Neurologically, we have become too accustomed to the familiar past. We get out of bed on the same side, we brush our teeth the same way, we have the same shower routine, we eat the same foods. We live by a programme of the mind that loves heuristic or autonomous thinking. It hates work and tends to keep us in a world of certainty and security.
We need CQ to break out of this programme.
A CEO can bankrupt the company by not reinventing the wheel by not developing new products, but by running on autopilot. To wake up from this autopilot, he needs his CQ, heart-brain synchronicity. And people who do CQ exercises, just two minutes of silence and centring every now and then, can “keep running” and are more successful than people who don’t have access to their prefrontal cortex.
Neurologically, without CQ you are stuck, unimaginative, dull and always looking for the familiar. If you rely only on the mind, that’s not enough to make viable and lasting high-level change.
And why do we need this now?
The problems around us are becoming more complex and diverse. We are for the most part still trapped in old tried and tested patterns of behaviour and get stressed as soon as our mind reacts to these problems and moves at a faster pace. This is amplified by social media, the age of distraction, the fast pace – inevitably the mind starts racing. Unfortunately, our brains have not adapted, they have not evolved fast enough. As a result, we are in survival mode and barely able to step out of that mode a few times a day and stop this obsessive and fast-paced thinking that causes anxiety, depression, burnout, heart attacks.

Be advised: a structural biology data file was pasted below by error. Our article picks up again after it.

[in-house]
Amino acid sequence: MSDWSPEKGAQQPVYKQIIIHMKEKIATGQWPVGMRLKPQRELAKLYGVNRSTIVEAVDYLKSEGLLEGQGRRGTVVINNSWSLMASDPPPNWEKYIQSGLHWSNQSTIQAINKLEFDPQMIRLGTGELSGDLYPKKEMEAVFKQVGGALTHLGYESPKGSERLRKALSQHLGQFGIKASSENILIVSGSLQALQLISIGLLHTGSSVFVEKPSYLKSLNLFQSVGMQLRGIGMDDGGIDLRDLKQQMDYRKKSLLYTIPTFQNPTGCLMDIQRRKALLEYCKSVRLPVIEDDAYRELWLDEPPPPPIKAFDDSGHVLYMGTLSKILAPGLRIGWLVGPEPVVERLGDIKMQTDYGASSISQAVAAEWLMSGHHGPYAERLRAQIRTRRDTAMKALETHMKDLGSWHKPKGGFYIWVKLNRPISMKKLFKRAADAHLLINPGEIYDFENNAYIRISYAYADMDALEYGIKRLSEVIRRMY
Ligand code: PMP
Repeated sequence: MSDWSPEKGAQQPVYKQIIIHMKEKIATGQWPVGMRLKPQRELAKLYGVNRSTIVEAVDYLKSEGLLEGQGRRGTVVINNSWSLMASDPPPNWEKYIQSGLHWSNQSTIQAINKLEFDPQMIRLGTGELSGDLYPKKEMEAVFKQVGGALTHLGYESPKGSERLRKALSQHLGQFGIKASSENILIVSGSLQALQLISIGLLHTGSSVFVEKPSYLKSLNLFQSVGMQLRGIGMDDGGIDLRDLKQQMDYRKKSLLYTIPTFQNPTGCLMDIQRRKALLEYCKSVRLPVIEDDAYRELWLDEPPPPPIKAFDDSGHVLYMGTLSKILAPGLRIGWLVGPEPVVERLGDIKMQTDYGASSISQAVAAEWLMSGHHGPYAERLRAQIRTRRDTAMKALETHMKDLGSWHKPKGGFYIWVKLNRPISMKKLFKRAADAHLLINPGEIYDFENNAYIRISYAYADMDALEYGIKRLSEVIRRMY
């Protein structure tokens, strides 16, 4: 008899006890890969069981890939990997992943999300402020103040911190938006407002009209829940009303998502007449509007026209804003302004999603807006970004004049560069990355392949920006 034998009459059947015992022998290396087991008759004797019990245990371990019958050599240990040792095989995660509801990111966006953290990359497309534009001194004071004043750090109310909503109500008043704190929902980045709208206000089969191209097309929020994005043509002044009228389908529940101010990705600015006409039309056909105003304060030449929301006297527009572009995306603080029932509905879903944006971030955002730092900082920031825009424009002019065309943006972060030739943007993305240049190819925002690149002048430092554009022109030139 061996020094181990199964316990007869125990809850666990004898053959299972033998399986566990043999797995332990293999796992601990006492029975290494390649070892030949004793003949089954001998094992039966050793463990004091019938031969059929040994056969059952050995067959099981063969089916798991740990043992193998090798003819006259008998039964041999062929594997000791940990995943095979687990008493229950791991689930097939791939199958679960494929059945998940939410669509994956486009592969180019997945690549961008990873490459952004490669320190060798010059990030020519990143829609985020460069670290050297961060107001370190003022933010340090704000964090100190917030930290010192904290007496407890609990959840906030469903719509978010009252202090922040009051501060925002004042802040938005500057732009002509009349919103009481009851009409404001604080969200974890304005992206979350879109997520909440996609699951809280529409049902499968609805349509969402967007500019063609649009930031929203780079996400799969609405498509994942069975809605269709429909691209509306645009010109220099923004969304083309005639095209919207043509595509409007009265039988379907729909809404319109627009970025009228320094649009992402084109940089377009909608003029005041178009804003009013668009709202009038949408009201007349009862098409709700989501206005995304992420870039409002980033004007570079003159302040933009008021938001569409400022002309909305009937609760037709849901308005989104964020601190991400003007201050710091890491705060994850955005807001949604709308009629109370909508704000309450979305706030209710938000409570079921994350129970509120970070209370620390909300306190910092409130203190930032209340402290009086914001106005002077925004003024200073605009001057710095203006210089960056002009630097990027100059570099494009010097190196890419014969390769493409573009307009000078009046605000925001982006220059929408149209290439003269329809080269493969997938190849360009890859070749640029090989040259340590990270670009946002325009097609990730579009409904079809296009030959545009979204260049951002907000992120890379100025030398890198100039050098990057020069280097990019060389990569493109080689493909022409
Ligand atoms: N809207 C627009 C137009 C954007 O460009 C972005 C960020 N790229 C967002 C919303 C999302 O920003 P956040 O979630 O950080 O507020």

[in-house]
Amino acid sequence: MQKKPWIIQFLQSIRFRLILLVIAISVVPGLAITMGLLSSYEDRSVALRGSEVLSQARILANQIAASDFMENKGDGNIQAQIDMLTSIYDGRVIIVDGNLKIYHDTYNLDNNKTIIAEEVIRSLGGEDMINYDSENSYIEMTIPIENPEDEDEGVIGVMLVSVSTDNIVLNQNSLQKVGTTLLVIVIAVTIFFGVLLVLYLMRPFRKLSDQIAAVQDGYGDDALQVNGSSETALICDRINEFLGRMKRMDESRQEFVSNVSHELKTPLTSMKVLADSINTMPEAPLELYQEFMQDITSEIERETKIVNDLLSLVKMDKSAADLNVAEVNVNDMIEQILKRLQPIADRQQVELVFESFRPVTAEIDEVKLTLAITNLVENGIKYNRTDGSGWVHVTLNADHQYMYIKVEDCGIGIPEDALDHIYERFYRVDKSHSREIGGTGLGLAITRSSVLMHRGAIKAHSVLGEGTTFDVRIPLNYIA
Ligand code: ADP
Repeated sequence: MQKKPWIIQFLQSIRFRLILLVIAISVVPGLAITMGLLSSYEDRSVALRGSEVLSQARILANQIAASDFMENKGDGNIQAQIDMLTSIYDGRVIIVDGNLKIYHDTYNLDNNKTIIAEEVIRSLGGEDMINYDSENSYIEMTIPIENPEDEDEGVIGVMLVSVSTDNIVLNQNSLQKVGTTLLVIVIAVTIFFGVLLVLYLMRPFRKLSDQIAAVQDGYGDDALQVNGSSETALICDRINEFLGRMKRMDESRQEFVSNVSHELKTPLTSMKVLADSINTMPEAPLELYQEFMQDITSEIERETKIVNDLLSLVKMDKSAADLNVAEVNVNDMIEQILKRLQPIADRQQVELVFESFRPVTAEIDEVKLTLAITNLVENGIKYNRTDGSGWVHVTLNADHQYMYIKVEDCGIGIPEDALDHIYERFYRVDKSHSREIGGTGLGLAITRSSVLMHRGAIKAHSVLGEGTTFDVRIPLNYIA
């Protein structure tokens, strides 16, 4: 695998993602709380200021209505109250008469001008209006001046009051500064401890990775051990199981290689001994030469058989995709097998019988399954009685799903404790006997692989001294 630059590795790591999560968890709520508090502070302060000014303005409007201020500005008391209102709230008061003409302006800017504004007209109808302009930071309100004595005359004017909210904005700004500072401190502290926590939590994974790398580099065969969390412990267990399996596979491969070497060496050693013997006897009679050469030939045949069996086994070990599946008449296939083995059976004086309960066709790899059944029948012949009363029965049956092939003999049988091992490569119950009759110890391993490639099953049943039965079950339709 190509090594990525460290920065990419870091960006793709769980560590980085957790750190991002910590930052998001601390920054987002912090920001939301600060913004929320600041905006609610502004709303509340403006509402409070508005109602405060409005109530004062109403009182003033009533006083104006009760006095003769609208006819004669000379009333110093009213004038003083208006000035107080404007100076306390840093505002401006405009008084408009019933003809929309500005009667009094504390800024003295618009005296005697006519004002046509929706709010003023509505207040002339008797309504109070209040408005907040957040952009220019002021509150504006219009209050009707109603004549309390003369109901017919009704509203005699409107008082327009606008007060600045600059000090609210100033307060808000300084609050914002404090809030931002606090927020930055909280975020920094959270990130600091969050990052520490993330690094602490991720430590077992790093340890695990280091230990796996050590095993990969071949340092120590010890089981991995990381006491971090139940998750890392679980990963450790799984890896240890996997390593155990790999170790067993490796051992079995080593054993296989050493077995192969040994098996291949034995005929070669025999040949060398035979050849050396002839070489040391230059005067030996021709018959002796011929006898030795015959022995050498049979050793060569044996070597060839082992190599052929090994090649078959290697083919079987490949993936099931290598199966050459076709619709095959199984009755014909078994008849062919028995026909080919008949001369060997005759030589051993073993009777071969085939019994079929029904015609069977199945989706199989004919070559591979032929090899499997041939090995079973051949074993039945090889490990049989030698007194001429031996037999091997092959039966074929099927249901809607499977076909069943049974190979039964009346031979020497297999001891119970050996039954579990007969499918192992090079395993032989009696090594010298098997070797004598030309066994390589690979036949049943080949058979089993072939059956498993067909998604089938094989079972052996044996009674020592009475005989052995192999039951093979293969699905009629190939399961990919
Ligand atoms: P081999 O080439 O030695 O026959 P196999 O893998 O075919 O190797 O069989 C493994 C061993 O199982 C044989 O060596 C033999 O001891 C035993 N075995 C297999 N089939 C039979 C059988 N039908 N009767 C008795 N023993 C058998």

CQ allows you to do just that. It allows you to take control, not only of your business or your life, but also of your own being. You find new ideas, concepts, suggestions, behaviours, you leave this survival mode and start to create anew.
Why do managers often have a problem with this?
From an early age we are taught to persevere. You can do it! It’s a weakness not to make it. Resting means weakness. We know that from statistics. But you have to pause and take breaks so you can do your best. So the ultimate achievement in business is not about pushing, but about some kind of thinking and feeling strategy that helps you to last longer, both physically and mentally and even spiritually! Unfortunately, this realisation has not yet caught on.
How can you learn contemplative intelligence?
Just like you learn to play the piano – you don’t sit down at the piano and play Beethoven right away, do you? At our centre, we suggest people look across the ocean, learn to appreciate life again, the simple things around us. To move from constant evaluation and judgement to gratitude, to be present instead of checking the news on your phone, to practice compassion, peace and forgiveness – literally turning on another part of the brain. All this can be learned with simple exercises.
Are there any typical principles or attitudes of CQ?
Gratitude, for example. Gratitude is located in the prefrontal cortex. Judgement is in the limbic system – gratitude literally sits in a different part of the brain than judgement. It is within our power to stay in a space of gratitude rather than complaining and judging. The shift between spaces does not happen automatically. We actually have to develop these attitudes personally and take responsibility for them. We need to redefine our intentions, and for that we need more silence.